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Soviet scientists to study Japanese radiation treatment

By DAVID R. SCHWEISBERG

TOKYO -- A team of Soviet scientists seeking to learn more about treating radiation exposure after the Chernobyl nuclear disaster visits Japan next week for talks with radiation experts, officials said today.

The planned 10-day trip begins Monday in the southern city of Hiroshima, site of the world's first atomic attack and home to several leading research institutions on the effects of radiation exposure.

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A Japanese Foreign Ministry official said the Soviets would also meet with scientists in Osaka and Tokyo, but their schedule was still incomplete.

'They want to discuss treatment of individuals accidentally exposed to radiation,' said Dr. Charles Edington, vice-chairman of Hiroshima's Radiation Effects Research Foundation, in a telephone interview.

'They're really concerned about early treatment,' he said. 'But we've not had much indication in advance of the specifics.'

Officials said the trip was an outgrowth of Soviet concern over the large number of casualties in the accident last April at the nuclear reactor complex in Chernobyl, 600 miles southwest of Moscow.

The reactor accident touched off explosions that unleashed clouds of lethal radiation, causing at least 31 deaths and hundreds of injuries.

The Soviet government is also just coming to grips with the massive task of monitoring many of the victims for decades, along with keeping tabs on thousands of others exposed at lower levels, for possible long-term effects.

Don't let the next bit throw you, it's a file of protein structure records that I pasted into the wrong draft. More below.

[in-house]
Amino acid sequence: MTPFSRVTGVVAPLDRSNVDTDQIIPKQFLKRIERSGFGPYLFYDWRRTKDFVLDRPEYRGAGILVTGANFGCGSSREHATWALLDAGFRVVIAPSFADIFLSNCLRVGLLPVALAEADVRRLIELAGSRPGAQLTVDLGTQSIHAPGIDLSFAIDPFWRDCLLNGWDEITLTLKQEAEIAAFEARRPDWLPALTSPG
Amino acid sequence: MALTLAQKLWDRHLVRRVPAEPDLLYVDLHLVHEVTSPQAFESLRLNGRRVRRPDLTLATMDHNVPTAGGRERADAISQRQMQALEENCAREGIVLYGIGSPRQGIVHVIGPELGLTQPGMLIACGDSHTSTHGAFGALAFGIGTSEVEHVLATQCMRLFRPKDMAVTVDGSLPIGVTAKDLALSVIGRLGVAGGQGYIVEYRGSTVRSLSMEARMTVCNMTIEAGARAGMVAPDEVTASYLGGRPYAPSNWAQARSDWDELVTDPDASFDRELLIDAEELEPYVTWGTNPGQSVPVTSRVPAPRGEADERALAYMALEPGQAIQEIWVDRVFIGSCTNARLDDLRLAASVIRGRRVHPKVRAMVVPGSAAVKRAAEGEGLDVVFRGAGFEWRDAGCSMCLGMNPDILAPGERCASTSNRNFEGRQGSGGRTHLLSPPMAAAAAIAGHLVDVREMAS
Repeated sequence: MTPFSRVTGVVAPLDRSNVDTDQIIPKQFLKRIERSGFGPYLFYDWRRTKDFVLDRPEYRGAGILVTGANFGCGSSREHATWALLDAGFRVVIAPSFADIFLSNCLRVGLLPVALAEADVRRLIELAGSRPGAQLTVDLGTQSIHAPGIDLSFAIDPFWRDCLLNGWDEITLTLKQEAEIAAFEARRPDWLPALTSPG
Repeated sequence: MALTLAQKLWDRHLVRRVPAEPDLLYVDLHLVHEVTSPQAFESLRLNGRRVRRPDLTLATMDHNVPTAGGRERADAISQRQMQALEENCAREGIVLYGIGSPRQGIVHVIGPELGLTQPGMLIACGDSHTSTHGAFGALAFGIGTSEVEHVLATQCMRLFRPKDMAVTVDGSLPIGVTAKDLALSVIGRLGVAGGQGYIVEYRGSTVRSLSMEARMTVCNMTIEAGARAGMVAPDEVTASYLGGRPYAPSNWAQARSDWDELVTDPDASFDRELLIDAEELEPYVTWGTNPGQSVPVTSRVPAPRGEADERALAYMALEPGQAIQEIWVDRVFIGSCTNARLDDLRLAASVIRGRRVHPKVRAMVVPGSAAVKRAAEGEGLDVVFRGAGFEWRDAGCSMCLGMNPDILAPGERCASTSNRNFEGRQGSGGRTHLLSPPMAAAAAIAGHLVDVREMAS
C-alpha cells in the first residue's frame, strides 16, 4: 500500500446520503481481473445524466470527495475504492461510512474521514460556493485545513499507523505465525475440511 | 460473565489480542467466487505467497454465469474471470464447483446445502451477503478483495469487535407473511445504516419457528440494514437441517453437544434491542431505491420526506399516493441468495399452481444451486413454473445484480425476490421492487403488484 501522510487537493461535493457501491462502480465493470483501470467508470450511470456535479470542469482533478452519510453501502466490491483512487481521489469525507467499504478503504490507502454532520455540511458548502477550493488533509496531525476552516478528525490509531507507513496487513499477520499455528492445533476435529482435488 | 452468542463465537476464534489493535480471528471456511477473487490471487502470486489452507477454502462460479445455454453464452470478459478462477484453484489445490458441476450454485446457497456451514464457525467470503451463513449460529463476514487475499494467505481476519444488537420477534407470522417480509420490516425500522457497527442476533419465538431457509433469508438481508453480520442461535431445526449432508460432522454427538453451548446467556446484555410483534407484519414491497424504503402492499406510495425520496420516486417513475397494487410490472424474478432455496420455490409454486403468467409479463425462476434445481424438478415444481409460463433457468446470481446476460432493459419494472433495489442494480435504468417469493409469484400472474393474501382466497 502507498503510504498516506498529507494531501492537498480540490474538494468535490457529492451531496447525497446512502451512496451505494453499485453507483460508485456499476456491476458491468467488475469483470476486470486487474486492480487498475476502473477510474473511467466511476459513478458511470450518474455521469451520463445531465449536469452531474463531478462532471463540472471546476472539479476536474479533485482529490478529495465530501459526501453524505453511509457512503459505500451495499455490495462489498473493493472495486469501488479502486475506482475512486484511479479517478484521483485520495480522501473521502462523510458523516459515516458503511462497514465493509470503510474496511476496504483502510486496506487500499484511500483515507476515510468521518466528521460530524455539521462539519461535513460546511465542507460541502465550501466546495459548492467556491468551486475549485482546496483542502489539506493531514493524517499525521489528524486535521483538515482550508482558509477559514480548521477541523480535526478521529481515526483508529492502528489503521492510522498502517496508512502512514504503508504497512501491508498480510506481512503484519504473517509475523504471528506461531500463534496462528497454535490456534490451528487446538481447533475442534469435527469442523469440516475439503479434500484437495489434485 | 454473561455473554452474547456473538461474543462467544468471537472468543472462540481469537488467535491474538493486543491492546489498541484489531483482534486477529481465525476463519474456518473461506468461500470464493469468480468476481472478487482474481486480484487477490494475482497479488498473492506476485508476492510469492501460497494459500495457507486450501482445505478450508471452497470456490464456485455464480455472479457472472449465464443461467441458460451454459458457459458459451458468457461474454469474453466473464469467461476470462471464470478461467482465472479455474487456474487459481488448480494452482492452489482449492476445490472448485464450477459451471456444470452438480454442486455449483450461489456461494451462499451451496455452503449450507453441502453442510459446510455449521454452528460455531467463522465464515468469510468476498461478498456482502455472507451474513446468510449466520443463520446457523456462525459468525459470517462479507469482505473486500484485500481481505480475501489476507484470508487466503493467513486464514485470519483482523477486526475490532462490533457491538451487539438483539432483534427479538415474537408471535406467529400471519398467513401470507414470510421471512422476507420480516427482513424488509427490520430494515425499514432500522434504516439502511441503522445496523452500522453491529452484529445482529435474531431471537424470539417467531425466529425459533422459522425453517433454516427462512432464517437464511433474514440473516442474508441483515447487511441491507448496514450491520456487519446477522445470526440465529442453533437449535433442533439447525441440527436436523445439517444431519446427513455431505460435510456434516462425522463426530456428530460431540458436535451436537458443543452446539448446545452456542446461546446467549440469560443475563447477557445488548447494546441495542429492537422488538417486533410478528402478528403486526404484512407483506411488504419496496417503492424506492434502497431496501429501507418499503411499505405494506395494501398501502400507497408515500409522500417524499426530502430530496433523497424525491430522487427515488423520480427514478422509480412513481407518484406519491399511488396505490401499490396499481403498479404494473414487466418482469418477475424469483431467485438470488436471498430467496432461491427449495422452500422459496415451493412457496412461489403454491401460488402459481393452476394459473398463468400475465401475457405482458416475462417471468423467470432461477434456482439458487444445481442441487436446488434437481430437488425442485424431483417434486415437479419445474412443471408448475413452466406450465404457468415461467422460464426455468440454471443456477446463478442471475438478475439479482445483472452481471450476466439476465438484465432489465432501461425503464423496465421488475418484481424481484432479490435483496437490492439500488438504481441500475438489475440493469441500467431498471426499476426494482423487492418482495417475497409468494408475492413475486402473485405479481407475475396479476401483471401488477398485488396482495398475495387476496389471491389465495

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Spokesmen for the Hiroshima city office identified the delegation leader as Andrei Vorobjev, 58, a blood specialist and professor at the Soviet Insurance Ministry's Central Laboratory.

The others are Pavel Ramzaev, 57, director of the Insurance Ministry's Radiology Laboratory; Anatoli Tsyb, 52, director of the Soviet Academy of Medicine's Radiology Laboratory; and Evgeni Gogin, 60, an internist at the Burdenko Military Hospital.

In Hiroshima, officials said, the group will visit the Radiation Effects Research Foundation, a joint U.S.-Japanese organization studying long-term radiation effects, the Hiroshima atomic bomb victims' hospital and Hiroshima University's department of radiobiology and nuclear medicine.

Since the 1945 U.S. atomic bombing that leveled the city, Hiroshima has become a world center for study of radiation exposure. The Red Cross hospital has treated 30,000 people for radiation-related illnesses since it was founded three decades ago.

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